WINTER 2019 FRENCH COURSES
French 1: Introductory French I at 9L
French 2: Introductory French II at 9L, 9L, 10
French 3: Introductory French III at 10, 11, 10
French 11: Intensive French at 9L (Mosenthal) This 1-credit course is designed for students who have studied French for one to three years in high school, or those who have been exposed to French through family ties or have spent some time in a Francophone environment. It is also suitable for students with little or no knowledge of the French language, but who have a strong background in another Romance language (i.e. Spanish, Italian, Romanian, Portuguese, Catalan, and also Latin). French 11 is an accelerated course that combines French 1 and 2 in one term, offering an exciting and fast-paced atmosphere in which to learn French. The course will have a web-based component, which, through cultural, grammar and multimedia learning activities, will complement face-to-face work and prepare students for in-class work. Students will learn to talk about familiar events in the present and the past, as well as formulate plans for the future. Weekly cultural videos will situate in context the grammatical content of the course, making it relevant and meaningful. Students will be actively engaged in a variety of creative written and oral activities that will help them develop their language skills. Upon successful completion of this course, students will be able to sign up for French 3 or apply for our French LSAs in Lyon or Toulouse. With the goal of facilitating the acquisition of the target language, this course will be conducted entirely in French.
French 7: First Year Seminar: Reading the Francophone World through Comics: “Deorientalizing” the Orient at 10A (Cone) This course aims to examine the fascination held for a geographical area known as the “Orient,” an area that encompasses all of Asia and parts of Africa, by the Belgian author of the Tintin series Hergé and the French graphic novelist Joann Sfar. The course will then look at interpretations of these spaces by authors native to them (Satrapi and Abirached). Finally, we will read two graphic novels written by authors whose own “national” origins are too “hybrid” to classify as either “European” or native to the countries in which their stories are set (Satouf and Delisle).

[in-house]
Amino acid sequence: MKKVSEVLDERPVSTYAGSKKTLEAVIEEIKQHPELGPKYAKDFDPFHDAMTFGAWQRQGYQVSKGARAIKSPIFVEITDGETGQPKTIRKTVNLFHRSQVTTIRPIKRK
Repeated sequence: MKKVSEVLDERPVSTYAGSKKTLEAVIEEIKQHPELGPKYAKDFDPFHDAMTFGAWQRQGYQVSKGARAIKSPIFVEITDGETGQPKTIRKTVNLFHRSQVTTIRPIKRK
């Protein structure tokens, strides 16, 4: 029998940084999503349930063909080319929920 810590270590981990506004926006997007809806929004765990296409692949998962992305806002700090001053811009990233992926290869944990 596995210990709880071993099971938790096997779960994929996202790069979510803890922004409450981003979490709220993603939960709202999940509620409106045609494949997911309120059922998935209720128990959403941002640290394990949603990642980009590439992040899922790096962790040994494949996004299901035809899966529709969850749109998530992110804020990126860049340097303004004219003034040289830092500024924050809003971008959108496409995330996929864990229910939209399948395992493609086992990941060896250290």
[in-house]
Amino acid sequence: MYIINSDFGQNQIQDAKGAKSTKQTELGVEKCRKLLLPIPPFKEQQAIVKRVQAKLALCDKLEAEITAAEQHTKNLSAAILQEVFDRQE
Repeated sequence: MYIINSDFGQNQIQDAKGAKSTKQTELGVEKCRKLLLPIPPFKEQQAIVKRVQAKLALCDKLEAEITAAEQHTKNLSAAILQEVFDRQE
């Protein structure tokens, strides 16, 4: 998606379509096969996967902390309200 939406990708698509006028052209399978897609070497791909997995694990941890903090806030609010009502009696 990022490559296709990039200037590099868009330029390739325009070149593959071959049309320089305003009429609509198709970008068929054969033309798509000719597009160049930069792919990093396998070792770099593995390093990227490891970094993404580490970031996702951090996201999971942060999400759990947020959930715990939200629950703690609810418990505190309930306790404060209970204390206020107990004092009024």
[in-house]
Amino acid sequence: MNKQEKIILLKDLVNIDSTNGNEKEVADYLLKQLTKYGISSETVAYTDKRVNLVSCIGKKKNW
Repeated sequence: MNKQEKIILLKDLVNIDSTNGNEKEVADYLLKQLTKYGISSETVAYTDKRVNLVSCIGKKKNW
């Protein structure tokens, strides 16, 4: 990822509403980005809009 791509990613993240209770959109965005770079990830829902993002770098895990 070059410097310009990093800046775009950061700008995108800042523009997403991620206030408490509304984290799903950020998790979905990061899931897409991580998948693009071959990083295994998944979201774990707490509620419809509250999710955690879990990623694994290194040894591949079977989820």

French 8: Exploring French Culture and Language at 10, 11 (St. Clair, Sanders) Practice in the active use of the language combined with an introduction to major aspects of French society. Each week students will write papers and participate in discussions based on books, articles, and films emphasizing social and historical concepts. In the event that French 8 isn't offered, you may take French 10, with the understanding that your next French course will be French 8. Dist:SOC; WCult:W
French 10: Introduction to French Literature
- French 10.17 Saints, Martyrs, Demons at 10 (Hollister) Many of French fiction’s most iconic characters have been marked as holy or unholy, saintly or damned. This course will ask what the famous saints, martyrs and demons of French cultural history have to say about morality, politics, and social issues (notably class, gender, race, and sexuality). Works by Racine, Voltaire, Sade, Diderot, Balzac, Flaubert, Baudelaire, Verlaine, Rimbaud, Apollinaire, Eluard, Aragon, Bataille, Sartre, Barthes, Clouzot, Bresson, Césaire, and Yourcenar. Dist:LIT; WCult:W
French 23: Introduction to French Literature II: Neoclassicism and the Eighteenth Century at 12 (Sanders) The seventeenth and eighteenth centuries were a dynamic and volatile period characterized on the one hand by the rise to power of the most absolute of all monarchs, the Sun King Louis XIV, symbolized by Versailles, and on the other hand by the French Revolution. Fostered by royal patronage, literature and the arts flourished, yet many writers also used artistic expression to counter this royal power. The period saw the birth of the modern French novel and the development of a rich body of theatrical and philosophical literature. These centuries are recognized as major components of France's collective identity and their influence is still felt in France today. Authors may include Descartes, Corneille, Racine, Molière, Lafayette, Diderot, Rousseau, Voltaire, Graffigny, Beaumarchais and Laclos. Dist:LIT; WCult:W